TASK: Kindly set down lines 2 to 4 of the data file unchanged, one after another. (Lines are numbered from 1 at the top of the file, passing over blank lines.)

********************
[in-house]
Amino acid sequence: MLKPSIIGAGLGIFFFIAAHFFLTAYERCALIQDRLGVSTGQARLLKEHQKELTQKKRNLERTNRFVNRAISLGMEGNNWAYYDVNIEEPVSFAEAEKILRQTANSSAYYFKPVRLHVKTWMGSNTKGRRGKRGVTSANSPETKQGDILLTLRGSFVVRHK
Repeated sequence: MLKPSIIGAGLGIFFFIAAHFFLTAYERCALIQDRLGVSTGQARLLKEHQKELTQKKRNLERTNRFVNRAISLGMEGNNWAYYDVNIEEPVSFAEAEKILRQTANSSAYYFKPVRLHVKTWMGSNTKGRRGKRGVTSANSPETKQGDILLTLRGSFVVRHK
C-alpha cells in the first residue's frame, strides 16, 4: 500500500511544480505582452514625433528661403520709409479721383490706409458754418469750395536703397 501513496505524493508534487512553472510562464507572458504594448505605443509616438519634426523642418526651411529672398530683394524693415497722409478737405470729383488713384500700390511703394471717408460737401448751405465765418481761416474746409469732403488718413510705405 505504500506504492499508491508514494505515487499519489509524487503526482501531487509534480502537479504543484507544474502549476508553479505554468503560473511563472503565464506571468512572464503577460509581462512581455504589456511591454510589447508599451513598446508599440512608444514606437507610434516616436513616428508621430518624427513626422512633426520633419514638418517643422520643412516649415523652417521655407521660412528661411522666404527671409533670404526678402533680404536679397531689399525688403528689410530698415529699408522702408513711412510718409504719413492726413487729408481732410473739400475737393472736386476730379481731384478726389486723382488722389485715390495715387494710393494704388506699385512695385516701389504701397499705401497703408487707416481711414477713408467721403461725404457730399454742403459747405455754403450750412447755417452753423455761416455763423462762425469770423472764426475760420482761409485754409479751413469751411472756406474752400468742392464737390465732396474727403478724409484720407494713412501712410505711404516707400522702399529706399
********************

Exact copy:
Amino acid sequence: MLKPSIIGAGLGIFFFIAAHFFLTAYERCALIQDRLGVSTGQARLLKEHQKELTQKKRNLERTNRFVNRAISLGMEGNNWAYYDVNIEEPVSFAEAEKILRQTANSSAYYFKPVRLHVKTWMGSNTKGRRGKRGVTSANSPETKQGDILLTLRGSFVVRHK
Repeated sequence: MLKPSIIGAGLGIFFFIAAHFFLTAYERCALIQDRLGVSTGQARLLKEHQKELTQKKRNLERTNRFVNRAISLGMEGNNWAYYDVNIEEPVSFAEAEKILRQTANSSAYYFKPVRLHVKTWMGSNTKGRRGKRGVTSANSPETKQGDILLTLRGSFVVRHK
C-alpha cells in the first residue's frame, strides 16, 4: 500500500511544480505582452514625433528661403520709409479721383490706409458754418469750395536703397 501513496505524493508534487512553472510562464507572458504594448505605443509616438519634426523642418526651411529672398530683394524693415497722409478737405470729383488713384500700390511703394471717408460737401448751405465765418481761416474746409469732403488718413510705405 505504500506504492499508491508514494505515487499519489509524487503526482501531487509534480502537479504543484507544474502549476508553479505554468503560473511563472503565464506571468512572464503577460509581462512581455504589456511591454510589447508599451513598446508599440512608444514606437507610434516616436513616428508621430518624427513626422512633426520633419514638418517643422520643412516649415523652417521655407521660412528661411522666404527671409533670404526678402533680404536679397531689399525688403528689410530698415529699408522702408513711412510718409504719413492726413487729408481732410473739400475737393472736386476730379481731384478726389486723382488722389485715390495715387494710393494704388506699385512695385516701389504701397499705401497703408487707416481711414477713408467721403461725404457730399454742403459747405455754403450750412447755417452753423455761416455763423462762425469770423472764426475760420482761409485754409479751413469751411472756406474752400468742392464737390465732396474727403478724409484720407494713412501712410505711404516707400522702399529706399